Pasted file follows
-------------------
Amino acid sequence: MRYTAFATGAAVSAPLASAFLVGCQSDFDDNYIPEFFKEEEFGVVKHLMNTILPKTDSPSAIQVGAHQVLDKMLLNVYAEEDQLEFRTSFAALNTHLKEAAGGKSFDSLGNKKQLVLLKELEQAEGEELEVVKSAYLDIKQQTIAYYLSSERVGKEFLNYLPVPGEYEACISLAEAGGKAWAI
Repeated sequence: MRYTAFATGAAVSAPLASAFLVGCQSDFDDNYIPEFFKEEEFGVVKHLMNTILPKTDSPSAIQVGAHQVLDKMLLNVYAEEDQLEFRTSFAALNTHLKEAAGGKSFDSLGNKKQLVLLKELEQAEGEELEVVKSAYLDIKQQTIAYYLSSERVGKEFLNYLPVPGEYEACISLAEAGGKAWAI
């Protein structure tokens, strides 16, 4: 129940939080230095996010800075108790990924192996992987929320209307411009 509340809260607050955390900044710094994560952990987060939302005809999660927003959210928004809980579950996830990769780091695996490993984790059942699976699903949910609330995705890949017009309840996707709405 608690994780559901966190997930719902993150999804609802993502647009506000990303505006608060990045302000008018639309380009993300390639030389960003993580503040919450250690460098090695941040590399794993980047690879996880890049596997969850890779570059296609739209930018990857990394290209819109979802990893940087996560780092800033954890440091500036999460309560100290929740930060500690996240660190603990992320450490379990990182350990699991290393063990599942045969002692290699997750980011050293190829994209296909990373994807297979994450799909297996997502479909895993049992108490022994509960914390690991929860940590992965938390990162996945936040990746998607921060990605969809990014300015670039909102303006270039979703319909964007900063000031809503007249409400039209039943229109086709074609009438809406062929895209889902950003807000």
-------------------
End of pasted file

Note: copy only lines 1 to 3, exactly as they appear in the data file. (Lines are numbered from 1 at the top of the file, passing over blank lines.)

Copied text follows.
Amino acid sequence: MRYTAFATGAAVSAPLASAFLVGCQSDFDDNYIPEFFKEEEFGVVKHLMNTILPKTDSPSAIQVGAHQVLDKMLLNVYAEEDQLEFRTSFAALNTHLKEAAGGKSFDSLGNKKQLVLLKELEQAEGEELEVVKSAYLDIKQQTIAYYLSSERVGKEFLNYLPVPGEYEACISLAEAGGKAWAI
Repeated sequence: MRYTAFATGAAVSAPLASAFLVGCQSDFDDNYIPEFFKEEEFGVVKHLMNTILPKTDSPSAIQVGAHQVLDKMLLNVYAEEDQLEFRTSFAALNTHLKEAAGGKSFDSLGNKKQLVLLKELEQAEGEELEVVKSAYLDIKQQTIAYYLSSERVGKEFLNYLPVPGEYEACISLAEAGGKAWAI
């Protein structure tokens, strides 16, 4: 129940939080230095996010800075108790990924192996992987929320209307411009 509340809260607050955390900044710094994560952990987060939302005809999660927003959210928004809980579950996830990769780091695996490993984790059942699976699903949910609330995705890949017009309840996707709405 608690994780559901966190997930719902993150999804609802993502647009506000990303505006608060990045302000008018639309380009993300390639030389960003993580503040919450250690460098090695941040590399794993980047690879996880890049596997969850890779570059296609739209930018990857990394290209819109979802990893940087996560780092800033954890440091500036999460309560100290929740930060500690996240660190603990992320450490379990990182350990699991290393063990599942045969002692290699997750980011050293190829994209296909990373994807297979994450799909297996997502479909895993049992108490022994509960914390690991929860940590992965938390990162996945936040990746998607921060990605969809990014300015670039909102303006270039979703319909964007900063000031809503007249409400039209039943229109086709074609009438809406062929895209889902950003807000």